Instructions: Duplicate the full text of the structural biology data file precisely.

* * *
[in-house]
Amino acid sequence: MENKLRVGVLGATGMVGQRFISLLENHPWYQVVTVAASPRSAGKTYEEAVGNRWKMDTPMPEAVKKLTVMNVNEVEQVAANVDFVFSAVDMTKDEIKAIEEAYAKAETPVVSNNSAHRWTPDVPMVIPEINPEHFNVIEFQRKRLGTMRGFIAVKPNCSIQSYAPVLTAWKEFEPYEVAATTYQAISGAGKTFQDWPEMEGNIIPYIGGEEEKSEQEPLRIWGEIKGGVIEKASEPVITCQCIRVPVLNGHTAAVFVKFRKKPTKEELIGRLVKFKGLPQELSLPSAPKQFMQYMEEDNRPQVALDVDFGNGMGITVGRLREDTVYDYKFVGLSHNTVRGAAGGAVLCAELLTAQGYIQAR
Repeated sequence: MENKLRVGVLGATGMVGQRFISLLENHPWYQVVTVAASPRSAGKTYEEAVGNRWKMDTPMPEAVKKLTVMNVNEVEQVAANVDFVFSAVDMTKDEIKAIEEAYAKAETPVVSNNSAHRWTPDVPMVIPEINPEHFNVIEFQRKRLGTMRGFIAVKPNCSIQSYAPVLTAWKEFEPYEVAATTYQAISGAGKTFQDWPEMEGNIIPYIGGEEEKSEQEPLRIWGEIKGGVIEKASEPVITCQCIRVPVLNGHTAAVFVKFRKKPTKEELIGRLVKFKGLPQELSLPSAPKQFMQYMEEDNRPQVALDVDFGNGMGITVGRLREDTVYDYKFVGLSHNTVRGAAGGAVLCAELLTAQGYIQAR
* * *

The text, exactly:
[in-house]
Amino acid sequence: MENKLRVGVLGATGMVGQRFISLLENHPWYQVVTVAASPRSAGKTYEEAVGNRWKMDTPMPEAVKKLTVMNVNEVEQVAANVDFVFSAVDMTKDEIKAIEEAYAKAETPVVSNNSAHRWTPDVPMVIPEINPEHFNVIEFQRKRLGTMRGFIAVKPNCSIQSYAPVLTAWKEFEPYEVAATTYQAISGAGKTFQDWPEMEGNIIPYIGGEEEKSEQEPLRIWGEIKGGVIEKASEPVITCQCIRVPVLNGHTAAVFVKFRKKPTKEELIGRLVKFKGLPQELSLPSAPKQFMQYMEEDNRPQVALDVDFGNGMGITVGRLREDTVYDYKFVGLSHNTVRGAAGGAVLCAELLTAQGYIQAR
Repeated sequence: MENKLRVGVLGATGMVGQRFISLLENHPWYQVVTVAASPRSAGKTYEEAVGNRWKMDTPMPEAVKKLTVMNVNEVEQVAANVDFVFSAVDMTKDEIKAIEEAYAKAETPVVSNNSAHRWTPDVPMVIPEINPEHFNVIEFQRKRLGTMRGFIAVKPNCSIQSYAPVLTAWKEFEPYEVAATTYQAISGAGKTFQDWPEMEGNIIPYIGGEEEKSEQEPLRIWGEIKGGVIEKASEPVITCQCIRVPVLNGHTAAVFVKFRKKPTKEELIGRLVKFKGLPQELSLPSAPKQFMQYMEEDNRPQVALDVDFGNGMGITVGRLREDTVYDYKFVGLSHNTVRGAAGGAVLCAELLTAQGYIQAR